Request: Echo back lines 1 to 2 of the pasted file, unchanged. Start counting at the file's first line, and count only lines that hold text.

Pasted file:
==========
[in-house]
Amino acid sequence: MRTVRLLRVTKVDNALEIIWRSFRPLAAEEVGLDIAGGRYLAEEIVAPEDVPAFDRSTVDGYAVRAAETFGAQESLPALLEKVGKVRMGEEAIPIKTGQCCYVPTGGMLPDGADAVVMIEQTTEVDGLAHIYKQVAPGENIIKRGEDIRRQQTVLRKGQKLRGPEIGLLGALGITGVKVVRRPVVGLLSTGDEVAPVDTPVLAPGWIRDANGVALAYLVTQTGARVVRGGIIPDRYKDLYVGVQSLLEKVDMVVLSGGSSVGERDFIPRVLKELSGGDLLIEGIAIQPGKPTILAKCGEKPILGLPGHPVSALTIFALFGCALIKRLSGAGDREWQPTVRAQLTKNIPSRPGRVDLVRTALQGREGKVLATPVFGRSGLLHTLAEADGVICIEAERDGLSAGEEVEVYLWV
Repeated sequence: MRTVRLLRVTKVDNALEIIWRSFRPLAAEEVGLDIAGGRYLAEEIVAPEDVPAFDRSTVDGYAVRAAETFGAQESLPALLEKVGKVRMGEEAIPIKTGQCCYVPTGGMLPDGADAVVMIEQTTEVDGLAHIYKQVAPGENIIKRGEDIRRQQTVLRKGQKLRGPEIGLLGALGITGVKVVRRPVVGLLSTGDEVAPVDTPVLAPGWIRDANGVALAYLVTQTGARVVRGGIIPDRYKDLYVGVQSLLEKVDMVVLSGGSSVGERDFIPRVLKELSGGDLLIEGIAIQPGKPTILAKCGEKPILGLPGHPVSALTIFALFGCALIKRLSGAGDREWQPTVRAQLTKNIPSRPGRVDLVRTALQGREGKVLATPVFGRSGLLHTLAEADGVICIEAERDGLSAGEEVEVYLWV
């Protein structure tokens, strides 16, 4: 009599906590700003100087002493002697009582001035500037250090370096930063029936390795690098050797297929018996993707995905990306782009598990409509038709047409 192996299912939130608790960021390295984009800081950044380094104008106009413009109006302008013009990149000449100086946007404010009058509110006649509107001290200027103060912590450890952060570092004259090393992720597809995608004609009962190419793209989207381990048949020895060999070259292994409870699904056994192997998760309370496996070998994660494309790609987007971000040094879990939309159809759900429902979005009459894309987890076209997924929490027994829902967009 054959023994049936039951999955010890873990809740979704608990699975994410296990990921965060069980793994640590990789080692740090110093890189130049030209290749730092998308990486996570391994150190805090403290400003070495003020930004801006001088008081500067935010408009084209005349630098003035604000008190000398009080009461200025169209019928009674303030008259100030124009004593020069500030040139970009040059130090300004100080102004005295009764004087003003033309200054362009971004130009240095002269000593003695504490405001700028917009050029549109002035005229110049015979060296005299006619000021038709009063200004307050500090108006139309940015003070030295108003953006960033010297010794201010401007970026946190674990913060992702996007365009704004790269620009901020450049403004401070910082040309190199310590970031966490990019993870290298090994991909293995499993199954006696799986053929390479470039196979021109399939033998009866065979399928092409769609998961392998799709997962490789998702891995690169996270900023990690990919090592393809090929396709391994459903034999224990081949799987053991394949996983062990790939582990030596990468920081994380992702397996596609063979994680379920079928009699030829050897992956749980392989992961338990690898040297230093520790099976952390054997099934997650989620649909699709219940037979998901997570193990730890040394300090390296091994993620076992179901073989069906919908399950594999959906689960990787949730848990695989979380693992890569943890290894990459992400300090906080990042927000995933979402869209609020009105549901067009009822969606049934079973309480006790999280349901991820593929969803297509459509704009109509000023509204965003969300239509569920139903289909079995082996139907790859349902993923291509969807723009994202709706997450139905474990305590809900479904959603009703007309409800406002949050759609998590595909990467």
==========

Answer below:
[in-house]
Amino acid sequence: MRTVRLLRVTKVDNALEIIWRSFRPLAAEEVGLDIAGGRYLAEEIVAPEDVPAFDRSTVDGYAVRAAETFGAQESLPALLEKVGKVRMGEEAIPIKTGQCCYVPTGGMLPDGADAVVMIEQTTEVDGLAHIYKQVAPGENIIKRGEDIRRQQTVLRKGQKLRGPEIGLLGALGITGVKVVRRPVVGLLSTGDEVAPVDTPVLAPGWIRDANGVALAYLVTQTGARVVRGGIIPDRYKDLYVGVQSLLEKVDMVVLSGGSSVGERDFIPRVLKELSGGDLLIEGIAIQPGKPTILAKCGEKPILGLPGHPVSALTIFALFGCALIKRLSGAGDREWQPTVRAQLTKNIPSRPGRVDLVRTALQGREGKVLATPVFGRSGLLHTLAEADGVICIEAERDGLSAGEEVEVYLWV